The Work After Work

At some point down the road, almost all traditional work will be automated by AI and machine learning. This leaves the question — what will be left for us to work on?

It’s a weird question to think about, because it’s one that has a lot more to do with psychology and economics and less to do with business and technology. The “Great Automation” that will occur down the line has to do with a wider trend of resources getting less and less scarce as our methods for developing them improve. I’ll combine these two ideas together to help us get at least a little bit closer to the answer of the work after work. 

Let’s start with the beginning. If the ML revolution goes off without a hitch, all algorithmically-based work — driving, accounting, retail, consulting (thank god), programming, etc. — goes away. This is easy stuff for ML to do once it gets a hang of it. It is the things that aren’t algorithmically based, the more abstract fields like writing, art, research, cooking, etc. — that AI probably couldn’t take over. Yes, we have AI that knows how to write. We have AI that can make unique images out of prompts and can look at genes and find out the best ways to make new drugs. But there’s two problems with this: 1) They can’t do them very well, and 2), by consequence, their ceiling on this isn’t very high. Just because GPT-3 can write an essay that vaguely makes sense doesn’t mean it’s going to write a book on the same level as Dostoevsky. 

Now, where this takes a turn is in AI-assisted work. If Dostoevsky had access to a powerful writing AI that could do most of the heavy lifting for him, his work would likely be both more effective AND efficient. Not only is at least some of the AI output usable (saving him time in writing), but also the AI generates unique ideas that he may be able to go off of and use to write a better story. This gives us a good idea for how things might work.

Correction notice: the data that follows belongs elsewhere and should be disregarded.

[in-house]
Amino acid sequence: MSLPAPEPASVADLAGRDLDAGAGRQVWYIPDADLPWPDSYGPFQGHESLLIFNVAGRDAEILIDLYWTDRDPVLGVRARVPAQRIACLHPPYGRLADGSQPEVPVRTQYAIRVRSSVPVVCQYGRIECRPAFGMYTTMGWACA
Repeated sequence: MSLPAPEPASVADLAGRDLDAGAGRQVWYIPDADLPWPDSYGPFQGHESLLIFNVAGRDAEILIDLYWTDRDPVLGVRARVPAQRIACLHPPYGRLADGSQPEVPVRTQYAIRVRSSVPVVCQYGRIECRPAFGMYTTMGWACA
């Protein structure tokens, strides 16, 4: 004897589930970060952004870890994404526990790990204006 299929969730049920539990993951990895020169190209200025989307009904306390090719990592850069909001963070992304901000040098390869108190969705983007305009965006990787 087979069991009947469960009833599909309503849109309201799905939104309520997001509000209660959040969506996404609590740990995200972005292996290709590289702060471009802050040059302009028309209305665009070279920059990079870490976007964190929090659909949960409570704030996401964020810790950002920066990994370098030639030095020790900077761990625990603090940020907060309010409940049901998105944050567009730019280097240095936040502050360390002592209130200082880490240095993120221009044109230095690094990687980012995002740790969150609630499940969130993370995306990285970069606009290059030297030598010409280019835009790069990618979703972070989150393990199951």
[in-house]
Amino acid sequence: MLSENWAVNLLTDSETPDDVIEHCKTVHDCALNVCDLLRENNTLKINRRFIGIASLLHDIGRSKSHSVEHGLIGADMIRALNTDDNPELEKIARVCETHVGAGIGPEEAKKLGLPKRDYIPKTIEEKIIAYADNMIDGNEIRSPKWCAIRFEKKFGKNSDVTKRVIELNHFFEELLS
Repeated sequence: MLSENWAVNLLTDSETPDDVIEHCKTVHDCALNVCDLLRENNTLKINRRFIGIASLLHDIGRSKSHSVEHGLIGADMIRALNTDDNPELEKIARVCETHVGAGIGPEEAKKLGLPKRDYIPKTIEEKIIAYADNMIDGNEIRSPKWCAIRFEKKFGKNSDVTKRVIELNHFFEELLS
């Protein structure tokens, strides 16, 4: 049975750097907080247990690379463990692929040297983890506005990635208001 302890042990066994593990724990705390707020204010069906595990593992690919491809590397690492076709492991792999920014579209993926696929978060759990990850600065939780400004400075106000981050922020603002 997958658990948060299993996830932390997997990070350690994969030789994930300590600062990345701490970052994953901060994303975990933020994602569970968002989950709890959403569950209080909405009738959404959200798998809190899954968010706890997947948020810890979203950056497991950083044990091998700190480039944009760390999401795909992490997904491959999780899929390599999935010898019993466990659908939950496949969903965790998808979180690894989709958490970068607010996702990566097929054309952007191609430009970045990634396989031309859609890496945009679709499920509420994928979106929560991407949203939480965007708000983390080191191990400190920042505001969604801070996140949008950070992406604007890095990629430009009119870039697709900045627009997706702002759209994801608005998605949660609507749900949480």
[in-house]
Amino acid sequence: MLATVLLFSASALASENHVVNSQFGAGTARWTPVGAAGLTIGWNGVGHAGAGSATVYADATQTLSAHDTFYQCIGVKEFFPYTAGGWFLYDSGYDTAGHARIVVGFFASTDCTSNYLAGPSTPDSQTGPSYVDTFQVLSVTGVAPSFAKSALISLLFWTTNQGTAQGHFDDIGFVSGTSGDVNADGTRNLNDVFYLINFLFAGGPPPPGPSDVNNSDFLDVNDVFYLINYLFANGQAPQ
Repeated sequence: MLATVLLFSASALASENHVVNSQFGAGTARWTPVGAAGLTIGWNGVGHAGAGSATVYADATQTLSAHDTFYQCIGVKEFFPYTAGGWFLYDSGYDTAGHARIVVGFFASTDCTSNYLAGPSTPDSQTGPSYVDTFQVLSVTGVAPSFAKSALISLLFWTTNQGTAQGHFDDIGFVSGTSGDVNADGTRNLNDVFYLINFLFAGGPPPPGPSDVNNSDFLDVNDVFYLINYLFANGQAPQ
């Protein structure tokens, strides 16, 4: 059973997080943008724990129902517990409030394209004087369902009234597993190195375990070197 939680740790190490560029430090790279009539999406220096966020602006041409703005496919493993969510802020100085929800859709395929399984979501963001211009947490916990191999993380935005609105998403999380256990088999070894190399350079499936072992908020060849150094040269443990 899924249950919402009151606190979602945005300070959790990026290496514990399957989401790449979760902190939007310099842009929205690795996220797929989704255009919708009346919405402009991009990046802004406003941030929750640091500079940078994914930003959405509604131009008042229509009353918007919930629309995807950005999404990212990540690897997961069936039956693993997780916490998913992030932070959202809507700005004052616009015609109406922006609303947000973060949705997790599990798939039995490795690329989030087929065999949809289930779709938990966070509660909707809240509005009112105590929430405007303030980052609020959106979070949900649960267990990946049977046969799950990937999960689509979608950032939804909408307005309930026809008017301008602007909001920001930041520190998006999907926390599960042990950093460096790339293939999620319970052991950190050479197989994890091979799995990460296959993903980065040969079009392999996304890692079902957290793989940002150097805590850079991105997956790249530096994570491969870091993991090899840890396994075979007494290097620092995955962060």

However, we’ve only really touched art so far. And, as much as I do like fiction better than non-fiction, you can’t really make nation-state economies out of it. We trade primarily in things that make our lives more convenient. Art is nice, but it doesn’t have this flavor (which is why art sells at a heavy discount). The good news is that AI-assisting follows quite nicely into entrepreneurship. AI can work, but it can’t work by itself (sigh no we aren’t talking about general intelligence in this article, go away, I’ll make one later maybe). However, if it had a general manager of sorts — a person with a vision of one a more convenient and efficient future could look like — then perhaps the two would make a great team, while also keeping the economy afloat. 

Another issue — and the more pressing short-term one at that — is what happens to the people who don’t know anything about AI. To this question I ask what happened when people didn’t learn how to code after the Internet revolution. The answer was… nothing! The tech just got more friendly and people figured it out on their own. Hell, we have NoCode trending now for goodness sake. We did just fine!

I think the worry behind workforce retraining is the rather derogatory (though perhaps not purposely so) assumption that you can’t train truck drivers to do anything but truck driving. Or replace “truck driving” with any other low-skill, easily automated work. People can pick up new skills easily if the design is friendly and especially if it correlates to their future survival. How long does it take someone to learn NoCode? A teenager probably a few hours — an old school truck driver, maybe a few months? But a few months is a far cry difference from never being able to learn something. When you’re staring at statistics and spreadsheets all day it’s easy to forget about humankind’s ability to adapt.

In conclusion: the work after work will be different, that’s for sure. But it won’t be life-threatening. Chances are it will be just like the Internet, gradual enough that we can learn the important stuff over time and transition in a perfectly reasonable manner. We might have snags — especially on an individual or group level — but the work after work will be much more exciting than trying.

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